The "word" is not a viable unit of linguistic analysis. A word is most clearly defined by spacing/punctuation standards in the written language, but this conception of a word only loosely correlates with a phonologically motivated definition. And it doesn't work at all for languages with no writing system or whose writing system doesn't give words special status.
While a phonological definition of a word is possible for English, it's not so clear in languages with simpler phonotactics, such as Japanese. As far as I know, the only way to separate elements of a Japanese sentence phonologically is to look for the same vowel three times in a row. It's pretty safe to say that there is some level in the language that only allows two of the same vowel to occur in a row, but whether it's the word level or something else is unclear.
Even if the word is clearly defined for a given grammar, it's obvious that the same sort of processes that apply within a word (morphology) also apply when combining words within a sentence (syntax). The point is that, in any language, sentences can be analyzed as "big words" (as they almost must be for certain languages). In fact, it's not always clear where one sentence ends and the next begins. These divisions are conventional and somewhat arbitrary. One singular process is going on here. So is it a process of combination (meaning words, sentences, and everything else are all built out of morphemes, which are an indivisible primitive unit)? Not exactly.
Think of how you learn words. (And if you have children, think of how they learned words early on.) Just because you know how to use a given word (or phrase) doesn't mean you understand all its parts. Consider a word like "represent". Even if you know that "re-" means something like "again" or "in another way", you don't need this information to use and understand the word properly. In fact, a really strict interpretation of this word based on the parts you can see might actually be misleading! If you represent the first sound of "apple" with the letter A, you're not actually making two presentations; you're just conveying the same idea of /a/ with a visible symbol instead of an audible sound.
If you know just a little Japanese, you might know that "konnichi wa" means something like "hello", but you may not have known that "konnichi" can be broken down into two words: "kon(o)" (this) and "nichi" (day or sun). And you're probably not at all familiar with the meaning and usage of "wa". Actually, the "n(o)" in "kon(o)" might be analyzed as a separate word itself (a postposition or particle like "wa"). So how many words is "konnichi wa" in Japanese? One, just like "hello"? Two, as I've written it? Three? Four? As far as the Japanese language is concerned, it doesn't matter one bit. It only becomes an issue when you try to write Japanese using our Western writing system.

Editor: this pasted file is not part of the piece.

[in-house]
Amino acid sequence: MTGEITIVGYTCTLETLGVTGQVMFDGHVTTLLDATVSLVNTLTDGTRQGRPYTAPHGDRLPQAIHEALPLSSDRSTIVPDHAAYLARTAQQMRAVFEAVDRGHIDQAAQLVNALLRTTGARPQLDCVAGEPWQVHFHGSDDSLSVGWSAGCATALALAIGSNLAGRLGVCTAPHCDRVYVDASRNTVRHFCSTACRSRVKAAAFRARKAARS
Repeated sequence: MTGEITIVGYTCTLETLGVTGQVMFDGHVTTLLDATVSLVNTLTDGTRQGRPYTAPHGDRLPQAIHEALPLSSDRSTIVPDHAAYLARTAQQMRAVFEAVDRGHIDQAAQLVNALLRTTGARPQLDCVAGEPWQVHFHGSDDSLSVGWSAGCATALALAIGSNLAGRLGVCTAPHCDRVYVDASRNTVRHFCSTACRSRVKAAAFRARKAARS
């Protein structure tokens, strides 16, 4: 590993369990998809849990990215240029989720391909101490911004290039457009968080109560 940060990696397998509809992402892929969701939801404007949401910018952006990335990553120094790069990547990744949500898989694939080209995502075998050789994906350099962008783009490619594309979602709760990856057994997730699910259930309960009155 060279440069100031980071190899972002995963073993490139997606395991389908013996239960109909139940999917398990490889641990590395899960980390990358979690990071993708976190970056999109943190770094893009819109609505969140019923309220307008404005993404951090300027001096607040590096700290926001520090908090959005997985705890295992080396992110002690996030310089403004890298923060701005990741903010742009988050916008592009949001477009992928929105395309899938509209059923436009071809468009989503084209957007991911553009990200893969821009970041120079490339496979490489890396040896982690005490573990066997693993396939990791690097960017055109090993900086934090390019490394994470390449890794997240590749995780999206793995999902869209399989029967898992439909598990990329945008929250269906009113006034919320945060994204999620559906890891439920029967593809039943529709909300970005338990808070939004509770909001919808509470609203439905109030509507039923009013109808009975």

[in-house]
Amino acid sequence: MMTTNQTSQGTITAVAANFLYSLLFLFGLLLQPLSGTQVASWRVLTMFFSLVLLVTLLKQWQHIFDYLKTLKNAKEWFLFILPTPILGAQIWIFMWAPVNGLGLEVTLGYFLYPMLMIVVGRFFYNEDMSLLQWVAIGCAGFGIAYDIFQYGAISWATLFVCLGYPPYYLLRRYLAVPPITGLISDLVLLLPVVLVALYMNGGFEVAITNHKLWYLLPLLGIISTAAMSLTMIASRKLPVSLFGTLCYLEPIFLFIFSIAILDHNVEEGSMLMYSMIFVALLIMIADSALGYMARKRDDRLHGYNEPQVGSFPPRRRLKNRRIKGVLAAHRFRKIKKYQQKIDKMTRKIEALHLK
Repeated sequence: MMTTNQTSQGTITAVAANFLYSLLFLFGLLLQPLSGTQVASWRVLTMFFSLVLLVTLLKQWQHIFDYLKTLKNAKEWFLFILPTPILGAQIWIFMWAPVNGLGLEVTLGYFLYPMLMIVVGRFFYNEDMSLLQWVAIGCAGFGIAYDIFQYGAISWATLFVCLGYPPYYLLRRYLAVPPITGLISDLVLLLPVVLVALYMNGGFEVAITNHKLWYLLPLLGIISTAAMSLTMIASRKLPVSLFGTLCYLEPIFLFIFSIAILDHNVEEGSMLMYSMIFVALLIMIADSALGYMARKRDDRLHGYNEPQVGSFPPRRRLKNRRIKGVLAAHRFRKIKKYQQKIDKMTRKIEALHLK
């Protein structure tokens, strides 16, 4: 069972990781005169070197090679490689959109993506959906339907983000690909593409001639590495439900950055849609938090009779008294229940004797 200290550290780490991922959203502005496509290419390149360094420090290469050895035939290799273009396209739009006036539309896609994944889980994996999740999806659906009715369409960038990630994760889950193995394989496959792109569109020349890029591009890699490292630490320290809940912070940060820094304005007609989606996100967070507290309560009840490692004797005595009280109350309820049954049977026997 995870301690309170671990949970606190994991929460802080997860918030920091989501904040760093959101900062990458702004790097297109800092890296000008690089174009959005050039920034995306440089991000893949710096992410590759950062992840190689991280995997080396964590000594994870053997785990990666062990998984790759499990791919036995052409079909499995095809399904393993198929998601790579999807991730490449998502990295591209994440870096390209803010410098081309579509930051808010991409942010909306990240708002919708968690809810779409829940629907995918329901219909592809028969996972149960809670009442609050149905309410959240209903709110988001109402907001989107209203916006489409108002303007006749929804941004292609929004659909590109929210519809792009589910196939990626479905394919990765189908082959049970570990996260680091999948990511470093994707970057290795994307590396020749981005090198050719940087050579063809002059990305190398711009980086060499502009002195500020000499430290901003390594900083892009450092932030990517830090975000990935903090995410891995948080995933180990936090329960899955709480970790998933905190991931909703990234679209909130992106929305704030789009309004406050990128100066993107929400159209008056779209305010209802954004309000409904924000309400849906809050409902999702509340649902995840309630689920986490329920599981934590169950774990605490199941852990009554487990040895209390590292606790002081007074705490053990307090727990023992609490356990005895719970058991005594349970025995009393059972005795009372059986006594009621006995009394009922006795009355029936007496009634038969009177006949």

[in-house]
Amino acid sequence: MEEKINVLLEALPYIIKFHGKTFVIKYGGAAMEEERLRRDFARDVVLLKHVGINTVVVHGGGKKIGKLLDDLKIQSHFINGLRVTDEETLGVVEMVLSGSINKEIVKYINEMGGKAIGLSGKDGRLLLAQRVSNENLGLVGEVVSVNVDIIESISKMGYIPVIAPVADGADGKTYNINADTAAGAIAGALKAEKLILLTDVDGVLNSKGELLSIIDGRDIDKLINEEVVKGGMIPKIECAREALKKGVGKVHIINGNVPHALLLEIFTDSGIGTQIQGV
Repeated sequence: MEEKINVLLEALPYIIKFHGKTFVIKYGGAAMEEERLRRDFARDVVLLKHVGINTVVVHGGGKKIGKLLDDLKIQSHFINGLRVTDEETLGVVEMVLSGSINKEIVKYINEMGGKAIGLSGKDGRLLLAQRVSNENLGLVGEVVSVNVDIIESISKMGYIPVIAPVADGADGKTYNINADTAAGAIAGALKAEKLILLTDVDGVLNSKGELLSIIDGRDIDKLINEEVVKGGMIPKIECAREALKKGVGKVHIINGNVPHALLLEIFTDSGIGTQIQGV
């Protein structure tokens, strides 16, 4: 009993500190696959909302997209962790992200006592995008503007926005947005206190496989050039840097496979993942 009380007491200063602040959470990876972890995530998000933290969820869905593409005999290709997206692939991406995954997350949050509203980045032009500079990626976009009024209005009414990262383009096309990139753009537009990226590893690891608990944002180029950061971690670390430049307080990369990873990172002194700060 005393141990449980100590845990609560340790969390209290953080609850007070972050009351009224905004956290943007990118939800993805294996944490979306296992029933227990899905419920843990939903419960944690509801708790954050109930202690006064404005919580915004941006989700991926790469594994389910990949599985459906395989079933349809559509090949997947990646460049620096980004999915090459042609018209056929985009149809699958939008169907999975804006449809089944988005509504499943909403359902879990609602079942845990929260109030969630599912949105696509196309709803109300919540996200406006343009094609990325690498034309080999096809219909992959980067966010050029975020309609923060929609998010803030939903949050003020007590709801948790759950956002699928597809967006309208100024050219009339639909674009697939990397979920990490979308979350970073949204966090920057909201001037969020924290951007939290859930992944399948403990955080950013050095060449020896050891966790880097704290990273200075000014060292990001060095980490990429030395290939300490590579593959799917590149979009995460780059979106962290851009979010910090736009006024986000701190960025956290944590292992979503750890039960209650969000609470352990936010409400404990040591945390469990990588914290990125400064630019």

In general, you learn new words (like "phoneme") and only later (if at all) break them down into parts because of other similar words you've learned (like "morpheme", "phonology", "morphology", and "allophone"). From there, you can go out on a limb and say a word you've never heard before (like "allomorph") based on the overall pattern you've seen.
This is how language works. You hear something (probably a sentence) and connect it with some kind of meaning. Repeat this process quite a bit and you'll be able to generalize patterns. Apply the patterns, and you'll be able to say something new. You won't always sound proper (there might be a more standard way to communicate your idea), but the person you're talking to will probably be able to understand you. Over time, you'll hear (and understand) a ridiculous amount of language, allowing you to refine your generalizations and sound more standard.
For one reason or another, young children are better at spotting patterns in language and more reckless about applying them. This makes them sound childish, but more importantly, it allows them to race through the acquisition process, communicating pretty well along the way even with very limited knowledge of the language. So if you're trying to learn a language, try to act like a kid. Above all, be curious and reckless!